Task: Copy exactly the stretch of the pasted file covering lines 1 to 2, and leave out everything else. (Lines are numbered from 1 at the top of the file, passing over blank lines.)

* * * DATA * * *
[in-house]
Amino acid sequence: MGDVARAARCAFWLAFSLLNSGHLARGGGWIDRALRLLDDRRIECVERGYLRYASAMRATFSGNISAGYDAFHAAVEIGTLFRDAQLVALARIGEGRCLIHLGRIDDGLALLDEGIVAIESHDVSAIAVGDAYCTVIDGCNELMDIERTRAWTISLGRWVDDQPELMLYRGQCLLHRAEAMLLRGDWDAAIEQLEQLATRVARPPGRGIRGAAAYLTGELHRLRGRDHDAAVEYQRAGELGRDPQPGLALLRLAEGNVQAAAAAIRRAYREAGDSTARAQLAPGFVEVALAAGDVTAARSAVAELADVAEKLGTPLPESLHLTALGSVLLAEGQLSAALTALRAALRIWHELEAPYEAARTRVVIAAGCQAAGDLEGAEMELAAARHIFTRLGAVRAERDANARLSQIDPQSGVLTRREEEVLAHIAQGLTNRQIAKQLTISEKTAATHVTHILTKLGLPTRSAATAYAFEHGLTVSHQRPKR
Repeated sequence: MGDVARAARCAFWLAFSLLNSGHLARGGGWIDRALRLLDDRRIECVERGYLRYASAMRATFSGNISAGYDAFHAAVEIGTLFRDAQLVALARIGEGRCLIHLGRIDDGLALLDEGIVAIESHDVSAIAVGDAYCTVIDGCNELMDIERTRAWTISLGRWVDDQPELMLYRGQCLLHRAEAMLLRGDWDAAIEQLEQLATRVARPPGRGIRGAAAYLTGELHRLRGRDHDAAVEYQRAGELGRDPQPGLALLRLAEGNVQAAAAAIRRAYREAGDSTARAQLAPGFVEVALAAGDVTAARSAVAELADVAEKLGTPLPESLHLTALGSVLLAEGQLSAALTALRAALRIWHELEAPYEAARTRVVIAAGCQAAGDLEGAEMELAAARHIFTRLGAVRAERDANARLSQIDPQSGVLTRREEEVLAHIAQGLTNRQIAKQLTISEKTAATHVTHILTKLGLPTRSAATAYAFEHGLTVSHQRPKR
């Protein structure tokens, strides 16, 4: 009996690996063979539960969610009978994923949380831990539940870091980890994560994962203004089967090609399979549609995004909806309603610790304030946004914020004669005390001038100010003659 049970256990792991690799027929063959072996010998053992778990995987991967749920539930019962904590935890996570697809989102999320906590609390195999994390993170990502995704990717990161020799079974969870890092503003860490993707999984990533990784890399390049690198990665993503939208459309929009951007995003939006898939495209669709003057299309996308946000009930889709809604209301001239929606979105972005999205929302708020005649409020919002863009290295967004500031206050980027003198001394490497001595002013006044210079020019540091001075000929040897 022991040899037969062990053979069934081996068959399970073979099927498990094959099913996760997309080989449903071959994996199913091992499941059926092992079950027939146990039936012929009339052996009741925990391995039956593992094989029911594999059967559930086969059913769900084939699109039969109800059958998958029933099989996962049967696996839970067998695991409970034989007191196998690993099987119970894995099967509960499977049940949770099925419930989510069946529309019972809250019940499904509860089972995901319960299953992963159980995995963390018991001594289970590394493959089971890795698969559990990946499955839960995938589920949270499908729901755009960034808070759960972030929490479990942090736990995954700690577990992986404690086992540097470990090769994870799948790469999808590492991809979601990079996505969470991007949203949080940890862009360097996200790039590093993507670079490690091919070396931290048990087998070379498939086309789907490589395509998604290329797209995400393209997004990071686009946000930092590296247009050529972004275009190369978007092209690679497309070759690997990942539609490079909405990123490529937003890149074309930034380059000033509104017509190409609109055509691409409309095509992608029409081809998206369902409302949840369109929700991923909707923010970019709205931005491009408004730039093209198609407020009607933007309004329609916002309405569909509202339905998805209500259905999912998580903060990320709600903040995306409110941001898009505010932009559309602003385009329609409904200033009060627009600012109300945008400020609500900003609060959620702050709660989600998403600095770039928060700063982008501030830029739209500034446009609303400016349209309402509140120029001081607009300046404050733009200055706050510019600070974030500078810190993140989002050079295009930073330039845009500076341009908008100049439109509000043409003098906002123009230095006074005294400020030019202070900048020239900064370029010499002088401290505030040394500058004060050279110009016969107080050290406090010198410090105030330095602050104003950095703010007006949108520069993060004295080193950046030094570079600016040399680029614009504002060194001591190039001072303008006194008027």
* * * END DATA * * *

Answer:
[in-house]
Amino acid sequence: MGDVARAARCAFWLAFSLLNSGHLARGGGWIDRALRLLDDRRIECVERGYLRYASAMRATFSGNISAGYDAFHAAVEIGTLFRDAQLVALARIGEGRCLIHLGRIDDGLALLDEGIVAIESHDVSAIAVGDAYCTVIDGCNELMDIERTRAWTISLGRWVDDQPELMLYRGQCLLHRAEAMLLRGDWDAAIEQLEQLATRVARPPGRGIRGAAAYLTGELHRLRGRDHDAAVEYQRAGELGRDPQPGLALLRLAEGNVQAAAAAIRRAYREAGDSTARAQLAPGFVEVALAAGDVTAARSAVAELADVAEKLGTPLPESLHLTALGSVLLAEGQLSAALTALRAALRIWHELEAPYEAARTRVVIAAGCQAAGDLEGAEMELAAARHIFTRLGAVRAERDANARLSQIDPQSGVLTRREEEVLAHIAQGLTNRQIAKQLTISEKTAATHVTHILTKLGLPTRSAATAYAFEHGLTVSHQRPKR